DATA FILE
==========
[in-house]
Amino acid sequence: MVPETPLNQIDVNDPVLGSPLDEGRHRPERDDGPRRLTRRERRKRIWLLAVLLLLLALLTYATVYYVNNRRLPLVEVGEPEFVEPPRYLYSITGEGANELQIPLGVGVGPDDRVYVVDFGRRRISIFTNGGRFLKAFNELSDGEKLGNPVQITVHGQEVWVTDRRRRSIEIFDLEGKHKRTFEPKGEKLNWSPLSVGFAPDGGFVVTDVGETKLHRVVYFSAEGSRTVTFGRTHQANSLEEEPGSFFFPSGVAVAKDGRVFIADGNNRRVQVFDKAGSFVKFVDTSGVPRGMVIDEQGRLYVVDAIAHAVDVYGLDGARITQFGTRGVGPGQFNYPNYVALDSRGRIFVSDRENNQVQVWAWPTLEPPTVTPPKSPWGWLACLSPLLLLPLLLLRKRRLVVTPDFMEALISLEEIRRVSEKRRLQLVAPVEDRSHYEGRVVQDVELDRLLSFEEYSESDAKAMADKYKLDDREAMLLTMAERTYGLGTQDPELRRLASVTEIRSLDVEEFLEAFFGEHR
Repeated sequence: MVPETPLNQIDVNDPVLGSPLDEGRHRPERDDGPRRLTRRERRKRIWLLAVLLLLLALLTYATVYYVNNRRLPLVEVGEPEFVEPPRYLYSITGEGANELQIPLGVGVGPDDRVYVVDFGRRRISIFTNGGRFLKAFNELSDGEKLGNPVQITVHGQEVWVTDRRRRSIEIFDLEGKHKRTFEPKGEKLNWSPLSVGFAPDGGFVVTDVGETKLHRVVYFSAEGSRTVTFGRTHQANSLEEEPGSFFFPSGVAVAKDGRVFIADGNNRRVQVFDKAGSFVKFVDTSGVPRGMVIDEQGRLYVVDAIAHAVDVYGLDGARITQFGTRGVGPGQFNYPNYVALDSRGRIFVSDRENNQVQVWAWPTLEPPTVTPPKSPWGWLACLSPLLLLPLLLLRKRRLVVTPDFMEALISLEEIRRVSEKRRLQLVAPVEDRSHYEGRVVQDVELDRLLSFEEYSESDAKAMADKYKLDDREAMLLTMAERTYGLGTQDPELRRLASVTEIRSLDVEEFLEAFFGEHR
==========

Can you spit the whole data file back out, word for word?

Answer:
[in-house]
Amino acid sequence: MVPETPLNQIDVNDPVLGSPLDEGRHRPERDDGPRRLTRRERRKRIWLLAVLLLLLALLTYATVYYVNNRRLPLVEVGEPEFVEPPRYLYSITGEGANELQIPLGVGVGPDDRVYVVDFGRRRISIFTNGGRFLKAFNELSDGEKLGNPVQITVHGQEVWVTDRRRRSIEIFDLEGKHKRTFEPKGEKLNWSPLSVGFAPDGGFVVTDVGETKLHRVVYFSAEGSRTVTFGRTHQANSLEEEPGSFFFPSGVAVAKDGRVFIADGNNRRVQVFDKAGSFVKFVDTSGVPRGMVIDEQGRLYVVDAIAHAVDVYGLDGARITQFGTRGVGPGQFNYPNYVALDSRGRIFVSDRENNQVQVWAWPTLEPPTVTPPKSPWGWLACLSPLLLLPLLLLRKRRLVVTPDFMEALISLEEIRRVSEKRRLQLVAPVEDRSHYEGRVVQDVELDRLLSFEEYSESDAKAMADKYKLDDREAMLLTMAERTYGLGTQDPELRRLASVTEIRSLDVEEFLEAFFGEHR
Repeated sequence: MVPETPLNQIDVNDPVLGSPLDEGRHRPERDDGPRRLTRRERRKRIWLLAVLLLLLALLTYATVYYVNNRRLPLVEVGEPEFVEPPRYLYSITGEGANELQIPLGVGVGPDDRVYVVDFGRRRISIFTNGGRFLKAFNELSDGEKLGNPVQITVHGQEVWVTDRRRRSIEIFDLEGKHKRTFEPKGEKLNWSPLSVGFAPDGGFVVTDVGETKLHRVVYFSAEGSRTVTFGRTHQANSLEEEPGSFFFPSGVAVAKDGRVFIADGNNRRVQVFDKAGSFVKFVDTSGVPRGMVIDEQGRLYVVDAIAHAVDVYGLDGARITQFGTRGVGPGQFNYPNYVALDSRGRIFVSDRENNQVQVWAWPTLEPPTVTPPKSPWGWLACLSPLLLLPLLLLRKRRLVVTPDFMEALISLEEIRRVSEKRRLQLVAPVEDRSHYEGRVVQDVELDRLLSFEEYSESDAKAMADKYKLDDREAMLLTMAERTYGLGTQDPELRRLASVTEIRSLDVEEFLEAFFGEHR